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Hike Kauai with an insider, part 2

Okay, more for the hikers: The Grand Canyon of the Pacific – Waimea Canyon is the actual name, but this is a ten-mile lohawaii grand canyonng and 3,000 foot deep canyon that sits along the western cost of the island. The name means “reddish water” because of the soil and the way it erodes along the canyon walls. It is the result of the Waimea River that passes through the canyon and which is the result of the presence of Mt. Wai’ale’ale (a bit more on that below). You can enjoy this spot when you visit Waimea Canyon State Park and a drive along the edge. There are a lot of hiking trails and wilderness areas along the way, and at the farthest end is Koke’e State Park.

The road to the canyon has many scenic overlooks, and if you are lucky enough to enjoy a clear day, you can get a wonderful perspective of the canyon on one side and a clear view of the private island of Niihau on the other.

Mt. Wai’ale’ale – The wettest spot on the planet, it is technically a shield volcano. This means that it is the volcano that formed the island but which is missing a large portion, blown away during an eruption and from erosion over time.wettest spot Mt Waialeale, Kauai Travel tips

This mountain is actually the second highest point of all of the Hawaiian Islands and it receives at least 451″ of rain every year.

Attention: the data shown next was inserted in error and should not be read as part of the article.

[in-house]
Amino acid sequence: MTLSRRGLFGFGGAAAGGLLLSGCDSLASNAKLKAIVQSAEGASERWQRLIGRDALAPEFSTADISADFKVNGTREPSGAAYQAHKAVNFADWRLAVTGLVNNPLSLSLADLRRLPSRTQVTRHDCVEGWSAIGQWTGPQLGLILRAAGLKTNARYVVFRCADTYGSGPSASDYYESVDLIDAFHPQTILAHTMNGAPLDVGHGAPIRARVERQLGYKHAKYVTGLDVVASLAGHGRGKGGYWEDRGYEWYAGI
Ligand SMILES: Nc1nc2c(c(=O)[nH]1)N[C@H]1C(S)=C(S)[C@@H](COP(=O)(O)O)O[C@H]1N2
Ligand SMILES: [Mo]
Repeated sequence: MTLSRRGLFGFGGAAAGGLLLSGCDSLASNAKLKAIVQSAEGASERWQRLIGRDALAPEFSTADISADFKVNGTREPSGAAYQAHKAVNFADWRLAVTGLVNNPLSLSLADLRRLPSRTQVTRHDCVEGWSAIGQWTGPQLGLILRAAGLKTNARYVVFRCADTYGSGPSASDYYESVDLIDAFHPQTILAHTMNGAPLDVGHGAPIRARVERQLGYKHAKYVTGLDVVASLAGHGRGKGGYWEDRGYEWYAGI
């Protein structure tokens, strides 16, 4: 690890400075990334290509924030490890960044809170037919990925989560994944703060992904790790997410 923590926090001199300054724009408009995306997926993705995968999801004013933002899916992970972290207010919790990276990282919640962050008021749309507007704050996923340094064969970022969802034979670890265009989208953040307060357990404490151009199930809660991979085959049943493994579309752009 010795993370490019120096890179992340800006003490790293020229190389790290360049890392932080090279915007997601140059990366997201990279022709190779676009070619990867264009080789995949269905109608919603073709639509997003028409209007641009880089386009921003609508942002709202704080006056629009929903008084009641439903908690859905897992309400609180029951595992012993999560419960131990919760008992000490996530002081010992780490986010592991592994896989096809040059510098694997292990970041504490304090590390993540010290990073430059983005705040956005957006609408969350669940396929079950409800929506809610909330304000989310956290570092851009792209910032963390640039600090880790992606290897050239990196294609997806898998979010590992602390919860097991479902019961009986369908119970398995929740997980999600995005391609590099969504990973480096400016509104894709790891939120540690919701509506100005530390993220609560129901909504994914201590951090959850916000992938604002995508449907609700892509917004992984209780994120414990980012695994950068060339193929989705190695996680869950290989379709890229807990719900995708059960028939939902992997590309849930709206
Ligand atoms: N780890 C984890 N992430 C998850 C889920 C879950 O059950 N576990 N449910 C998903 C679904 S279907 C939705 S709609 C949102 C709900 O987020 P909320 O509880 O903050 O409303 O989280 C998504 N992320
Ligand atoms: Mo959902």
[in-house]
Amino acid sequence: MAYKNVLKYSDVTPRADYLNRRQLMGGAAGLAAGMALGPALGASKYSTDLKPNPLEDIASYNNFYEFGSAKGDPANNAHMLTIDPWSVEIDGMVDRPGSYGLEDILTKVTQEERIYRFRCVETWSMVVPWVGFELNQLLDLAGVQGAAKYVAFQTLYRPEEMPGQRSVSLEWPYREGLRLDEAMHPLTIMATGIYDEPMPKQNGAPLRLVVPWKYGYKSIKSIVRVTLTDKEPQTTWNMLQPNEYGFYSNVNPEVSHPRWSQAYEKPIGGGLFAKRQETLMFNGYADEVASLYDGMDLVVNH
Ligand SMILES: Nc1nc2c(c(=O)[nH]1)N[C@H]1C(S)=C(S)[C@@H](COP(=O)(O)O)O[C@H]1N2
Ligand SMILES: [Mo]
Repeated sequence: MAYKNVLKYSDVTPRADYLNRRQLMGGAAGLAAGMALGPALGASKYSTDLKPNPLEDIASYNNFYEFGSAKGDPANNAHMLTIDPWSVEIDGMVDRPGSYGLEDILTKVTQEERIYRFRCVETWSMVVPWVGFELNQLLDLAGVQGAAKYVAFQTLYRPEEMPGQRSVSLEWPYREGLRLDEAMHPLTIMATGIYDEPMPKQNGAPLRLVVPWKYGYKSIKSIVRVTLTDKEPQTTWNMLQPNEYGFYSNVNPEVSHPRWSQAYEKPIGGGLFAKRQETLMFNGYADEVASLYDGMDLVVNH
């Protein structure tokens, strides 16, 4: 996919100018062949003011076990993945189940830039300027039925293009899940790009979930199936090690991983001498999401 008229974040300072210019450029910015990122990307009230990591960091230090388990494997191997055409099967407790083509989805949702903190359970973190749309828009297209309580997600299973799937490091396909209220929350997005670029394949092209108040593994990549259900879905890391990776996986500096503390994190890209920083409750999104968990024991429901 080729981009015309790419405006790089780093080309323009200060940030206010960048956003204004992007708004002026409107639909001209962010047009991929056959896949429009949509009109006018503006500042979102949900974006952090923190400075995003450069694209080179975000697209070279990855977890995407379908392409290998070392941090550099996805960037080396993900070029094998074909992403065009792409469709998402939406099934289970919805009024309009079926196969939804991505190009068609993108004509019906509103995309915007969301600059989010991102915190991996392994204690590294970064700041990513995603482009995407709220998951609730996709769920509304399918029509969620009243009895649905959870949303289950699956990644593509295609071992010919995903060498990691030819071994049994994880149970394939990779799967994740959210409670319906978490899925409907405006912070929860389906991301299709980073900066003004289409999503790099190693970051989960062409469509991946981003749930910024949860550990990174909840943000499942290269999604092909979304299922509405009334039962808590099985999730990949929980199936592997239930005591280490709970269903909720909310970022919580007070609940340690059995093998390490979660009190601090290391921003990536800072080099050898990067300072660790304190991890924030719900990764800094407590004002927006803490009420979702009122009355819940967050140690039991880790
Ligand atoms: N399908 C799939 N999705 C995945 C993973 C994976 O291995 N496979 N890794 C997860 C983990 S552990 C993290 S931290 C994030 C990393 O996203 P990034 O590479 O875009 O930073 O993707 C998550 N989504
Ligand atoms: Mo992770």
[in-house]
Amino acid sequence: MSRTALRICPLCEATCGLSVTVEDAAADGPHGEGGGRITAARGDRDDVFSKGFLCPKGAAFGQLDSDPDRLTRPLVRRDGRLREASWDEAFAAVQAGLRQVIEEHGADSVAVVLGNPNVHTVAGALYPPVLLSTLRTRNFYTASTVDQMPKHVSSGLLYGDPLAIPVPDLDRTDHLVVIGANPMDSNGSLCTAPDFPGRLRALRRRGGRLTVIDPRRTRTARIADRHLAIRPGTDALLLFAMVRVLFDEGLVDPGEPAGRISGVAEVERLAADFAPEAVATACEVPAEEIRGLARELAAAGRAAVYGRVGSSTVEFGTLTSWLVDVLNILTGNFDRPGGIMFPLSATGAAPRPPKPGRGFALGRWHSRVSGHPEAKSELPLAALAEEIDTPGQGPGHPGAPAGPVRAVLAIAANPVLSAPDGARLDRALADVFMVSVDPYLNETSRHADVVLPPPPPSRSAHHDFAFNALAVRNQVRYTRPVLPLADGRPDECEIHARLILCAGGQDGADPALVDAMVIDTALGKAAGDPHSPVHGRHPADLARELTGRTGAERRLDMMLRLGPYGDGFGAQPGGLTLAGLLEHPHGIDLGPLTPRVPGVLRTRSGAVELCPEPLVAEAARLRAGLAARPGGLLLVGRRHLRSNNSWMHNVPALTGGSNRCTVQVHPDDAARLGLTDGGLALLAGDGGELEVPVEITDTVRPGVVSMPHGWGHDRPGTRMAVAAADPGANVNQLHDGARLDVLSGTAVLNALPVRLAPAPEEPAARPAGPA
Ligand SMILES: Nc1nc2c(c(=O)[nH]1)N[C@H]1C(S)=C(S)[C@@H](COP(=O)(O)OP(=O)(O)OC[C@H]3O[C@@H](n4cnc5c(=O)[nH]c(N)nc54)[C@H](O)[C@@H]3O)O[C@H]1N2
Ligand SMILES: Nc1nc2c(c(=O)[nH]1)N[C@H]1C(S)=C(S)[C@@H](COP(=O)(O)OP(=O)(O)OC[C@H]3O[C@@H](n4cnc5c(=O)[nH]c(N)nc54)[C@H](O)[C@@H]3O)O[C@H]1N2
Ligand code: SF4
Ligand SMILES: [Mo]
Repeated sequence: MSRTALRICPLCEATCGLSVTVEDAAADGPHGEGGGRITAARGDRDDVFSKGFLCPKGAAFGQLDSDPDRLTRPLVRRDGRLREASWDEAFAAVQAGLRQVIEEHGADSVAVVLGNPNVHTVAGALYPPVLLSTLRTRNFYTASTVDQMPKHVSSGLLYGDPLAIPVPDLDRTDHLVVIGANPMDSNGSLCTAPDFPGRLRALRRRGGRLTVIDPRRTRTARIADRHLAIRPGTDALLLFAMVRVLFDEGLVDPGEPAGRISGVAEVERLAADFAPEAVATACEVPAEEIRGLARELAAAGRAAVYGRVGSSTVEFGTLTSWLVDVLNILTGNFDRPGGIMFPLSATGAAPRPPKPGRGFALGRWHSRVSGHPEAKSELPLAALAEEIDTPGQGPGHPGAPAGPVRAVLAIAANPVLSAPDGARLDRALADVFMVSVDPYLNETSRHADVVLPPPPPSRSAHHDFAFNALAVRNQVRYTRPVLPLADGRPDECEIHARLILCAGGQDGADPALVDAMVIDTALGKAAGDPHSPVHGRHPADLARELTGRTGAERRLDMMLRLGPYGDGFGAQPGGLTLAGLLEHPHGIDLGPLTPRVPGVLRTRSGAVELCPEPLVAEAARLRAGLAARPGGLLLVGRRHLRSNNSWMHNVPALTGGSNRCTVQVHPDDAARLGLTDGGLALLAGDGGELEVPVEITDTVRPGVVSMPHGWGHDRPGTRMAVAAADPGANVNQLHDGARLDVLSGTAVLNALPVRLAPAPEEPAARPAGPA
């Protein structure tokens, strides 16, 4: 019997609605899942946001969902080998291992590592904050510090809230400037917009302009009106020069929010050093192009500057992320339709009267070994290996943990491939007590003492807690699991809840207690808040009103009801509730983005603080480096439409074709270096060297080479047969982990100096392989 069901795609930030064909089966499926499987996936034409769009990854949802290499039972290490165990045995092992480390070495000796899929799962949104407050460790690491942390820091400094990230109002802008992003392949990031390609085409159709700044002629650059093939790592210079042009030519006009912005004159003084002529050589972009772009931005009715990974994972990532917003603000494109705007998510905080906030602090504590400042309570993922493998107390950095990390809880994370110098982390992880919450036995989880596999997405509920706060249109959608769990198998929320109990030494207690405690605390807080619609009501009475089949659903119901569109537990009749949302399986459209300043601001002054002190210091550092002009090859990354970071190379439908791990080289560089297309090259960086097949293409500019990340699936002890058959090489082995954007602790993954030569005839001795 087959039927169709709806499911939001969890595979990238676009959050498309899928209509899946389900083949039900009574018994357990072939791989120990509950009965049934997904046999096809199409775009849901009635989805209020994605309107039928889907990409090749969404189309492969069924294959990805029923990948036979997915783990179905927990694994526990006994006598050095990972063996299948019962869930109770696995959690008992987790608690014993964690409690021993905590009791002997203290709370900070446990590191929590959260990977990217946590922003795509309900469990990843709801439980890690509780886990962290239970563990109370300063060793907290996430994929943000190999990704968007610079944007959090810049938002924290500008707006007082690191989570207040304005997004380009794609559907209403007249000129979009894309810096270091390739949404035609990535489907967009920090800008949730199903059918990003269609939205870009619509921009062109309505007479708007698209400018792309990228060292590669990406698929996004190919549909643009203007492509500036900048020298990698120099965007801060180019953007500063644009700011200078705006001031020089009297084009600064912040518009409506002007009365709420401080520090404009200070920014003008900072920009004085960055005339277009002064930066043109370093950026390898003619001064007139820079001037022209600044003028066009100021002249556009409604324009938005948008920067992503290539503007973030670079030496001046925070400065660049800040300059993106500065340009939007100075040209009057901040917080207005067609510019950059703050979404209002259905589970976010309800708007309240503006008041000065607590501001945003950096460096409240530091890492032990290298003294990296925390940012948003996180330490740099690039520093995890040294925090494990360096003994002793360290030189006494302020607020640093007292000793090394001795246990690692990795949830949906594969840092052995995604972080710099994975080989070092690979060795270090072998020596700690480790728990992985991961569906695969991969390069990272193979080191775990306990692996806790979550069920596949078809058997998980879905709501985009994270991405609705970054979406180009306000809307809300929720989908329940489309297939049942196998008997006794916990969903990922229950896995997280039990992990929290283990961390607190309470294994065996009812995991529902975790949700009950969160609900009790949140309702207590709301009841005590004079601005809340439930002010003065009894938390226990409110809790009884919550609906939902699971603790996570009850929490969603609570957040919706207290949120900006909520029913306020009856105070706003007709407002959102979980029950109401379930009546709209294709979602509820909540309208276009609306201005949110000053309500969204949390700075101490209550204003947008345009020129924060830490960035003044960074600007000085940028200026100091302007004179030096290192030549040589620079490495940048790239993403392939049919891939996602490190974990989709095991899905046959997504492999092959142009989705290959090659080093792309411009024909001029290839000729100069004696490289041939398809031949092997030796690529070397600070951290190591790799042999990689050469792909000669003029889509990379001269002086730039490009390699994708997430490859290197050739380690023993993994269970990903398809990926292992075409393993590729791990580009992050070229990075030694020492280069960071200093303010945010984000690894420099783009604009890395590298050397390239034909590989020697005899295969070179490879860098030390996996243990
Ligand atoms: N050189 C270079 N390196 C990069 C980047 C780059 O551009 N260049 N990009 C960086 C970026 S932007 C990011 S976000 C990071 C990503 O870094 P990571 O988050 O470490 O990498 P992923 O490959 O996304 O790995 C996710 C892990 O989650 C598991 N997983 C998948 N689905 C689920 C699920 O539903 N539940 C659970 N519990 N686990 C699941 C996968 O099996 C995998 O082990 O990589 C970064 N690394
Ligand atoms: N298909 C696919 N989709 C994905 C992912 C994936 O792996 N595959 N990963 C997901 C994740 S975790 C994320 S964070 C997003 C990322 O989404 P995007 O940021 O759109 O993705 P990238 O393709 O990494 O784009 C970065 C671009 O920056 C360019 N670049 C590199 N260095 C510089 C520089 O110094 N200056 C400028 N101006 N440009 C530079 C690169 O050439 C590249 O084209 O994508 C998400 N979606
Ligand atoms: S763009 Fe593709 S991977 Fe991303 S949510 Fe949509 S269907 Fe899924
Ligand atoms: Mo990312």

If you take the trail to the top of the ridge (which is a “moderate” climb), you get to see the famous sign that indicates you are on the wettest spot on the planet. However, if you want to be sure you are in the truly wettest spot, you may need to hop over to Maui where the “Big Bog” actually received more rain than the mountain.

#kauaihiking

Hike Kauai with an Insider

If you like to hike (I like to hike and camp and all sorts of outdoor stuff, which is a good thing when you’ve got to travel over mountains and through jungles to assess damage after a cyclone—ha!), Hawaii is an amazing place for it. You probably know that much already.

An insider’s secret that I like to share is to take the back roads to the end of the Wailua River. The Wailua River was the subject of my last blog post. There you’ll find hundreds of stone mounds (known as cairns) left by early Hawaiians. You also find heiau—ancient structures—in this area.

But the best-kept secret is the hike that you find past the end of the Wailua River trail. You take this trail and it brings you inside of the crater formed by the volcano that made the island. This is where the river actually begins, formed by the water seeping from the ground and the walls of the crater.

As it sits at the bottom of the mountain, beneath the famous Wall of Tears (which is where some of the waterfalls are found), it is obviously a good source of water and is a trail that you have to try if you like nature and are interested in the ways that fresh water operates in this environment. #Hikekauai just for fun!

Kauai insider tips

                       Swimming in the pools